Review: At the Philharmonic, a Taste of Holiday Bounty
Thanksgiving came a day early at the New York Philharmonic this year: the calories, the juicy fat, the whipped cream, the fun, the sense of endless bounty. The orchestra’s program at David Geffen Hall on Wednesday was an immersion in richness and in flashing, warming colors, and it left you like a good holiday dinner does: a little dazed, even happily drowsy, stumbling toward the subway truly full.
Conducted by Stéphane Denève, the music director of the St. Louis Symphony, the concert was très French — down to the tender Rameau encore played by the pianist Víkingur Ólafsson, who made his Philharmonic debut as the soloist in Ravel’s Concerto in G. (The program repeats on Friday and Saturday.)
At the center of that concerto is a time-suspending Adagio. But in Ólafsson’s performance, the dreaminess — the slight blur, the delicacy — bled into the two outer movements, too. Some pianists lean on the factory-machine regularity, the bright lucidity, of those parts to hammer home a contrast with the slow movement. But, as he also showed in a very different repertory at his Carnegie Hall debut in February, Ólafsson resists vivid contrasts.
It’s not that his touch is diffuse; it’s as clean as marble. And it’s not that the tempos he and Denève chose for the framing movements were slower than normal. But the effect Ólafsson got throughout, of a kind of virtuosic reticence, could be described in the same words I used for his performance in February: a “silk of sound, inward-looking and wistful in both major and minor keys, in both andante and allegro.”
“Céléphaïs” (2017), a nine-minute section from Guillaume Connesson’s symphonic poem inspired by the fantastical writings of H.P. Lovecraft, opened the concert with an extravagance that offers proof of the survival of the orchestrational panache of the French tradition: its lurid lushness and sly squiggles, brassy explosions and sensual strings.
Connesson’s precursors in that tradition got a hearing after intermission. The audience even got a second helping: The big, sweet slice of cake that is the Suite No. 2 drawn from Albert Roussel’s 1930 ballet “Bacchus et Ariane” was followed by another slice, the Suite No. 2 from another mythological ballet of the early 20th century, Ravel’s “Daphnis et Chloé.”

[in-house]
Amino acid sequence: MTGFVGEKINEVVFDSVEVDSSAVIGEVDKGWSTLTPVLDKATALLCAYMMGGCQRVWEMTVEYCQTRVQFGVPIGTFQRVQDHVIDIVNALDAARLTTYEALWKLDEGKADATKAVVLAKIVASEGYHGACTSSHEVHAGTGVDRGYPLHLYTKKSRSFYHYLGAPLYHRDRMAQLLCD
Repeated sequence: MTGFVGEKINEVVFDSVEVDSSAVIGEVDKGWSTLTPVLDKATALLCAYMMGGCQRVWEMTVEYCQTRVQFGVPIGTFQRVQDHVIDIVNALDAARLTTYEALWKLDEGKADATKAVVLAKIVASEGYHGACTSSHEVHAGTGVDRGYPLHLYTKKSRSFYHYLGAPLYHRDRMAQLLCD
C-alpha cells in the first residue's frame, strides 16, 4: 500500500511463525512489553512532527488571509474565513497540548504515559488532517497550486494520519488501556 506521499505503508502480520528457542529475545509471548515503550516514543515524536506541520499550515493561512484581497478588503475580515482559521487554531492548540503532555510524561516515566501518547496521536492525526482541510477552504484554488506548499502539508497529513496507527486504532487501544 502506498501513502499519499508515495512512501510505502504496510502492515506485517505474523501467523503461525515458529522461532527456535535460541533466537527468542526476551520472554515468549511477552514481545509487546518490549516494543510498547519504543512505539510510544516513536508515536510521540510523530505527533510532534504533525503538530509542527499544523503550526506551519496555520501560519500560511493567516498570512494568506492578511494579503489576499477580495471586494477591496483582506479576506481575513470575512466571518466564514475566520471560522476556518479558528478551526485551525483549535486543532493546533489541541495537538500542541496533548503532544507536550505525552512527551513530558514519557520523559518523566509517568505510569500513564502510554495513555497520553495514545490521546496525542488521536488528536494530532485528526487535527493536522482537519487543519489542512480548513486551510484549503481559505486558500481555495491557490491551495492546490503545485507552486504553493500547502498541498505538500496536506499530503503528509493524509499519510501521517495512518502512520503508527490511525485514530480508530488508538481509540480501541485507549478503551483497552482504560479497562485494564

On paper this seemed like overindulgence; it kind of was, but who doesn’t like their potatoes two ways every now and again? And while there’s a familial similarity between these works, Roussel’s style is ever so slightly more angular, with an underlying feeling of logic distinct from Ravel’s billowy scene painting.
The Philharmonic played well throughout, riding the many waves and swerves of intensity and pigment, from dewy dawns to mellow dusks. There were some particularly notable contributions to the potluck: Ryan Roberts, just a few years into his tenure as the orchestra’s English hornist but already a pillar of the ensemble, matched Ólafsson’s eloquent introspection in the Ravel concerto’s slow movement.
The principal flute, Robert Langevin, unspooled his instrument’s classic glistening solo in “Daphnis et Chloé” with conversational ease. Cynthia Phelps, the principal viola, had a russet-color turn in the Roussel, and Roger Nye, unusually seated in the first bassoon chair for that work, played with honeyed serenity.
Unlike at most Thanksgiving dinners, by the end the fullness didn’t feel like bloat. The clear, cool acoustics of the new Geffen Hall work against textures getting too heavy; they favor breezy sleekness, which is perfect for Denève, whose music-making exudes relaxation without losing forward motion. A couple of hours later, I would have been more than ready to eat — I mean hear — some more.
New York Philharmonic
This program repeats through Saturday at David Geffen Hall, Manhattan; nyphil.org.